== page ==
Retirement Planning | Agriculture | Farming | Arizona

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You devoted time in managing and operating your Arizona agriculture business. When you no longer want to operate your business or reach a retirement stage, are you prepared? What are you going to do when you are no longer operating your agriculture business? One large factor in retirement planning is fear of retirement. Do you have interests outside of agriculture or farming? Can you visualize yourself retired? Do you have confidence that you can fund a retired lifestyle?
You may want to use a phased retirement approach. Maybe, you can transition from being a full-time farmer to ownership of the land; meaning releasing managing operations.
If you did not have any geographical, health, or financial limitations, what is your ideal retirement? Do you see it as a time of opportunity or uncertainty? Would there be roles you want to assume, such as providing leadership to groups once you are free of time constraints?
The default phased retirement may work for many operators, including bringing in family or nonfamily members to continue as a viable business.
Preparation and Financial Groundwork
Farming and agriculture families may be perceived as having a lower cost of living than nonfarm families. Your farm home may be mortgaged through a land note paid by the farm business. Meaning, rent or purchase of a new home needs to be built into the budget if you and your family plan to move off the farm in retirement. Home utilities may have been heavily mingled with farm utility expenses, making accurate estimates a challenge. Your health insurance may have been covered by the business. Medicare components and supplemental insurance needs to be budgeted.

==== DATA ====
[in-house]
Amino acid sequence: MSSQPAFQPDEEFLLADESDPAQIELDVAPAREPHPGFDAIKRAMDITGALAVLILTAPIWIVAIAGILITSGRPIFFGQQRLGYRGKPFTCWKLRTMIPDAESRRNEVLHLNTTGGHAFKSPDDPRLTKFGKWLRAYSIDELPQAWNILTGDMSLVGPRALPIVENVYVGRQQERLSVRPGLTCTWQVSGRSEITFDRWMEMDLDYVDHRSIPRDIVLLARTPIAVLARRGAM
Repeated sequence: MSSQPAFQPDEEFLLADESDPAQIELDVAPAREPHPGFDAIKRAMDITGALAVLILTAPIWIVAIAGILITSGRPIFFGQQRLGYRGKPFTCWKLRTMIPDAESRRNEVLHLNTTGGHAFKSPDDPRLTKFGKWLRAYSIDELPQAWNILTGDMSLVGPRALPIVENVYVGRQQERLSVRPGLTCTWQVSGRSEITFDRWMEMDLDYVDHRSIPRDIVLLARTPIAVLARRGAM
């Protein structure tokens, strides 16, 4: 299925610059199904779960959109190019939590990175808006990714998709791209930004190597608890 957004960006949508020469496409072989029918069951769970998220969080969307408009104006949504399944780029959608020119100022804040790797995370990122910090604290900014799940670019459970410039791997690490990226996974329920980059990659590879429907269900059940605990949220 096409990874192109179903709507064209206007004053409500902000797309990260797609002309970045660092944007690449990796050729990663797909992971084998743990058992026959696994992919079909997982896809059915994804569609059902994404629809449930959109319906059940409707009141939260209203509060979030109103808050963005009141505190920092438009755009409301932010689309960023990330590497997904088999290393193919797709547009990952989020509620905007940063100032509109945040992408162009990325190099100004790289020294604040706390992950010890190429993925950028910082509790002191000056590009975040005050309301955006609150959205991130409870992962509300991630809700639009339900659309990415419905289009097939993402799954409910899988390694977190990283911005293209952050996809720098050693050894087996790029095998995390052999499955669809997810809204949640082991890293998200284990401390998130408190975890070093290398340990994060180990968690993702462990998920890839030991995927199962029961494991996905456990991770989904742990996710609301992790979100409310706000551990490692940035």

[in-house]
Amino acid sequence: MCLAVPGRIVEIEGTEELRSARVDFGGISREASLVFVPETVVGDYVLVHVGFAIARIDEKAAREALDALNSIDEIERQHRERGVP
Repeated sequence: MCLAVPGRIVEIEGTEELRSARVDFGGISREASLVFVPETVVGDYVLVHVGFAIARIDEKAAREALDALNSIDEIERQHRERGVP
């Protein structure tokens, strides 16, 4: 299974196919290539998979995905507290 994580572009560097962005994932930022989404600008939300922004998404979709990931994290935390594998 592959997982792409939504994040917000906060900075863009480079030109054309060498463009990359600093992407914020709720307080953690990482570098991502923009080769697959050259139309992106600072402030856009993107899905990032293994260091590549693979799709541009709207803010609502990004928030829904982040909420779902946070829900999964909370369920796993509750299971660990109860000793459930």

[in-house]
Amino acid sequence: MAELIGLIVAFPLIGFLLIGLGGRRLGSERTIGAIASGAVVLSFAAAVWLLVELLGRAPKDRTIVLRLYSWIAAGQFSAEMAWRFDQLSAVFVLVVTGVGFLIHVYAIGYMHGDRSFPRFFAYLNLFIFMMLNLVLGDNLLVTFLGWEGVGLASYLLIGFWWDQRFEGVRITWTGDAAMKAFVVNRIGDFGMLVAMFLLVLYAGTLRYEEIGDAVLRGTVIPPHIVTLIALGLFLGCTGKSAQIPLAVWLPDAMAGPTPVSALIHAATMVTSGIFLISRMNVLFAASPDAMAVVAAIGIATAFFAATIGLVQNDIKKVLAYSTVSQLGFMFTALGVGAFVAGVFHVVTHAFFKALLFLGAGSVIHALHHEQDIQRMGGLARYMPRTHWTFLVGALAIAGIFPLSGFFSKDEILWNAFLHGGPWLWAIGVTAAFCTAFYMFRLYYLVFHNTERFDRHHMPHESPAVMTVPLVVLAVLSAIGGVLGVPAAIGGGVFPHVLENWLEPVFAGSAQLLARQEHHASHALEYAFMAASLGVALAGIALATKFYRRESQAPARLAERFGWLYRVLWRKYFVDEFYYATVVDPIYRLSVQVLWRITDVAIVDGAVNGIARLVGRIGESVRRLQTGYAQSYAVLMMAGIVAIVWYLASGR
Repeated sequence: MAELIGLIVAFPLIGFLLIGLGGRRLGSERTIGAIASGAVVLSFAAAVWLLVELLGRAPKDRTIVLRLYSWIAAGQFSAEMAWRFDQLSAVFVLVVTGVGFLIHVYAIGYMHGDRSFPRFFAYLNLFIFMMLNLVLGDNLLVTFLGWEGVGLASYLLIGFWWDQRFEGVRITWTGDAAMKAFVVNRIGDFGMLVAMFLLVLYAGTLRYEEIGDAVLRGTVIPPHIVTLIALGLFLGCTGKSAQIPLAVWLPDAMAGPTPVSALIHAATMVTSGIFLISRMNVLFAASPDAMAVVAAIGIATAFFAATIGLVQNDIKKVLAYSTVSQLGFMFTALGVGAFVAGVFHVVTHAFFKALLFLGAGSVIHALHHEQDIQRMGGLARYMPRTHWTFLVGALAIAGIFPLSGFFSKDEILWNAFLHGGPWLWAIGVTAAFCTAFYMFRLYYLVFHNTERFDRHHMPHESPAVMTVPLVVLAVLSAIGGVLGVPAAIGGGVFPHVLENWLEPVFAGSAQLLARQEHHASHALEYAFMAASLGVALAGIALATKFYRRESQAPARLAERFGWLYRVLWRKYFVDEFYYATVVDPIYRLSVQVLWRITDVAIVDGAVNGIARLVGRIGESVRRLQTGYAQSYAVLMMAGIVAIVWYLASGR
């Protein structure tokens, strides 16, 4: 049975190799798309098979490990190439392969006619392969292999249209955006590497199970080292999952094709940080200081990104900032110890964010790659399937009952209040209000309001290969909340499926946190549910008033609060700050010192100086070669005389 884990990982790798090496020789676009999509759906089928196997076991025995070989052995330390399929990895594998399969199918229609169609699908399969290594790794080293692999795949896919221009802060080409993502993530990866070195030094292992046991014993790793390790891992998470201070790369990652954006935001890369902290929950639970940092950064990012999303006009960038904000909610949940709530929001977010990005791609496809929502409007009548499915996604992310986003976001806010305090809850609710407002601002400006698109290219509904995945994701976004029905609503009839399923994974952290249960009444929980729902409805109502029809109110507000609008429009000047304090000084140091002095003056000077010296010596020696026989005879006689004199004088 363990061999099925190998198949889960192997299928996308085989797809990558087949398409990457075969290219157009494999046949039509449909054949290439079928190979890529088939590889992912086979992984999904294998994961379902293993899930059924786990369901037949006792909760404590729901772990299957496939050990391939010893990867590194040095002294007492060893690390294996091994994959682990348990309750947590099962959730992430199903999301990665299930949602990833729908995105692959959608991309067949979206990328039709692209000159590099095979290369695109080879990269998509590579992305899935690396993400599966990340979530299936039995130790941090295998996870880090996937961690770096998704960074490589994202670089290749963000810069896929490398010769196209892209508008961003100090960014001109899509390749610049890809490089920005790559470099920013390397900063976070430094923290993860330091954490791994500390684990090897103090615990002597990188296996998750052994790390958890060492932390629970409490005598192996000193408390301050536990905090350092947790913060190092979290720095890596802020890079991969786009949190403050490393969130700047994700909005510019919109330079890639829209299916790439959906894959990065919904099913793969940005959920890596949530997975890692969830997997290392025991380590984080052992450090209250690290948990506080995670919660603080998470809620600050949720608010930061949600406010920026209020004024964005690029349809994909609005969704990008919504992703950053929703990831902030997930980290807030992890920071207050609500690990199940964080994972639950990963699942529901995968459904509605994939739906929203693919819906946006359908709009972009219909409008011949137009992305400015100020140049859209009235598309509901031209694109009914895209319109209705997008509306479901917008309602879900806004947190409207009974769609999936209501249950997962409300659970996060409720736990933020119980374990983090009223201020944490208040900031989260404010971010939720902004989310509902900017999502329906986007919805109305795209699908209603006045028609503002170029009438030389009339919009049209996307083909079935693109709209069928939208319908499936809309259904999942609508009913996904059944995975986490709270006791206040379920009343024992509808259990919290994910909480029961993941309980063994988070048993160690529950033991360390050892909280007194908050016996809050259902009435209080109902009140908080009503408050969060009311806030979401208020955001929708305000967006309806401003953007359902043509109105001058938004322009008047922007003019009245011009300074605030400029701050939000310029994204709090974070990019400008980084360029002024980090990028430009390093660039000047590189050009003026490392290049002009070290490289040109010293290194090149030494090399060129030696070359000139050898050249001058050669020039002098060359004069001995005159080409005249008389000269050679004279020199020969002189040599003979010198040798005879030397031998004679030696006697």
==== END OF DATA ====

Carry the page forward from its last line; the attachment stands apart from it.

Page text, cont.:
Recognize that a simple monthly or annual ballpark estimate of costs of living allocated across a 25-to-30-year period is too simplistic, but worth figuring out.
Financial Planning and Monthly Cost of Living
A second step is to budget non-monthly costs, such as trips. Consider the variations of income production from different sources. Some streams, such as Social Security, have incentives to delay the beginning of income. Others, such as withdrawals from a 401(k), have penalties related to early withdrawal. There also are assets that can result in rental income, such as land, while others such as stocks have valuation risks that may be unwelcome in retirement. Estimating the impact of inflation on retirement living expenses and incomes is unpredictable, as life expediencies increase and impact of inflation remains a variable.
Seek Professional Guidance
Agriculture and farming is capital-intensive and, as land is leased or sold, financial returns may just turn out to be your primary source of retirement income. Meet with and take advice from financial professionals. There are factors such as depreciation recapture and capital gains taxes that can act to diminish the returns from the outright sale of assets.
Obtaining guidance is essential. Contact Mark R. Dreher, CPA or Michelle Flynn, CPA for advice about your situation.

Need Guidance and Help?
If you need advice, give us a call and we will be happy to discuss your situation.